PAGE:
There’s got to be a way to tie in a sports discussion with an insurance perspective. When the Blue Jays were struggling to keep their World Series chance alive, it must have been hard to remain focused in that mecca of insurance offices located in Toronto. More than a few insurance faces could be found in the crowd shots broadcast during the game, and the rest of the country (even though they, too, were following the contest closely by whatever means available) was complaining about underwriting service being slow from the Toronto head offices. When it comes to Major League Baseball, Toronto is the only skin in the game for Canadians. I remember in my youth that the Canadian favourites were as varied as our vast nation’s regions and that the country stood still during the final innings of any World Series. An American sports journalist recently discovered how baseball-crazy Canada can be when he absentmindedly posed the question “What do Canadians know about baseball; isn’t hockey their game?”

I was reading a recent article about baseball with an insurance angle. Matt Harvey, a first-string pitcher for the New York Mets, had surgery to repair his arm in 2013 and was advised by his doctor to sit out this year’s playoffs so that the repair could heal. Not wanting to sit out but at the same time not wanting to end his career by not heeding the doctor’s advice, he sought a way to transfer his risk to those willing to bet on his being able to both perform and heal at the same time. His broker, Scott Boras, was able to secure him an insurance policy for his future contracts. So if you’re a fan of the Mets, their pitching roster remains full on account of the efforts of an insurance broker!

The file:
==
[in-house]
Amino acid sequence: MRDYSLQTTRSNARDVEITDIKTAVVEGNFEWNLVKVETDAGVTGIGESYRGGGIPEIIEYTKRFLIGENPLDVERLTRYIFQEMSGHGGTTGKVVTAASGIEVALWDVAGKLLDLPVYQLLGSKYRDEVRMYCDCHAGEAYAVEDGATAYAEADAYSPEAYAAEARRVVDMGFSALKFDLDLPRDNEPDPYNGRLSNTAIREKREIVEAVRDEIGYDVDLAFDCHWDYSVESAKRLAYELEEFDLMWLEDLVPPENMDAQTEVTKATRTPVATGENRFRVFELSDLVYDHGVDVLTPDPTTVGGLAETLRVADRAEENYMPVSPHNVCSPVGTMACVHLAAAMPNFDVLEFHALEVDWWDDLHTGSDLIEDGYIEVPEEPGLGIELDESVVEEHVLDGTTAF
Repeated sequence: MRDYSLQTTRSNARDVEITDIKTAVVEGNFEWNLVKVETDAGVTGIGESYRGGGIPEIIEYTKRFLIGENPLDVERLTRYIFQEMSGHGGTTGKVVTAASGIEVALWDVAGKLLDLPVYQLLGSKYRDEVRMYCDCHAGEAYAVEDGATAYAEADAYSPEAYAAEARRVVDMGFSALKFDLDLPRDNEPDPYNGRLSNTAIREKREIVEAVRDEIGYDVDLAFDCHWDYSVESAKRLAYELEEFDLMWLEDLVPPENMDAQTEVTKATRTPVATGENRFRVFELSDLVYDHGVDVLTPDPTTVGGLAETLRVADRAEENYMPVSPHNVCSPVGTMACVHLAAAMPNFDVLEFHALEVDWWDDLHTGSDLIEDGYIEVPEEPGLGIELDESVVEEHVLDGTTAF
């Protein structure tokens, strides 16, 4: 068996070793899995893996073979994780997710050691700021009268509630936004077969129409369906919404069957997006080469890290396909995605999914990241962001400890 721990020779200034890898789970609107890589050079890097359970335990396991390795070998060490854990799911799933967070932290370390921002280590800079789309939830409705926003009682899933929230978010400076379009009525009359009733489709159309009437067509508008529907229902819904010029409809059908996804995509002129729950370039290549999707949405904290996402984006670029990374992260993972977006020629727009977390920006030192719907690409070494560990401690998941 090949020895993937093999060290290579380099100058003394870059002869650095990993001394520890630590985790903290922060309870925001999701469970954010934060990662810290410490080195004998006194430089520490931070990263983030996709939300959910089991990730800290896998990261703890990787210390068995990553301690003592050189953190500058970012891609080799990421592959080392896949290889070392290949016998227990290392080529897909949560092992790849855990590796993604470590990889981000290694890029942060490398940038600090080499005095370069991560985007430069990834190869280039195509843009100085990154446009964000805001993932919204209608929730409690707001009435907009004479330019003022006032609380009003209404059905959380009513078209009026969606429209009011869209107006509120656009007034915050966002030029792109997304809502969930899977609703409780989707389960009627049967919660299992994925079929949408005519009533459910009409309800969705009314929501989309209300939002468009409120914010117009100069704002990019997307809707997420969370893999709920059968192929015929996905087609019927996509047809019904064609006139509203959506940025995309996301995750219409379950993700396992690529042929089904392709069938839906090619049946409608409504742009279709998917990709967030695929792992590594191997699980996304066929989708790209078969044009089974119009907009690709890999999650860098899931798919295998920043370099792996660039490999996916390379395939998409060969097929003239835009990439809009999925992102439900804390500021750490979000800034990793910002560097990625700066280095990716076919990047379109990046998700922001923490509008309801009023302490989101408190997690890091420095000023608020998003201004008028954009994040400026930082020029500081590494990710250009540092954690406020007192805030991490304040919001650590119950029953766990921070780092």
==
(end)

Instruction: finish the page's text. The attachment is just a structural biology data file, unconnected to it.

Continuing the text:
I wonder if this discussion could fall under the age-old debate between underwriters and brokers that there are really no bad risks, just bad premiums. Just think, the insurance industry may well be partly responsible for the failure of Marty McFly’s prediction of a Cubs’ World Series win in 2015. One could look “back to the future” for the last time we saw a Trudeau in office and the Blue Jays win a pennant. I guess history is doomed to repeat itself.

Uber Is Coming! Uber Is Coming!

Technology is driving change faster than municipal governments can respond. I recently walked past an “Uber drop off” sign that was hanging from a parking pylon outside Cesar’s Palace in Las Vegas. A small space for about two cars was set aside. When I asked the valet about it, he said no one was using it as the drivers can’t tell one passenger drop off from another and that pickups happen on the street because the Uber drivers don’t want the hassle of working their way through the lobby entrance. Apparently, the app lets the passenger find the Uber vehicle at any convenient location. Still, more than 50 people were lined up at the taxi pick up, and taxis were picking them up as fast as they could.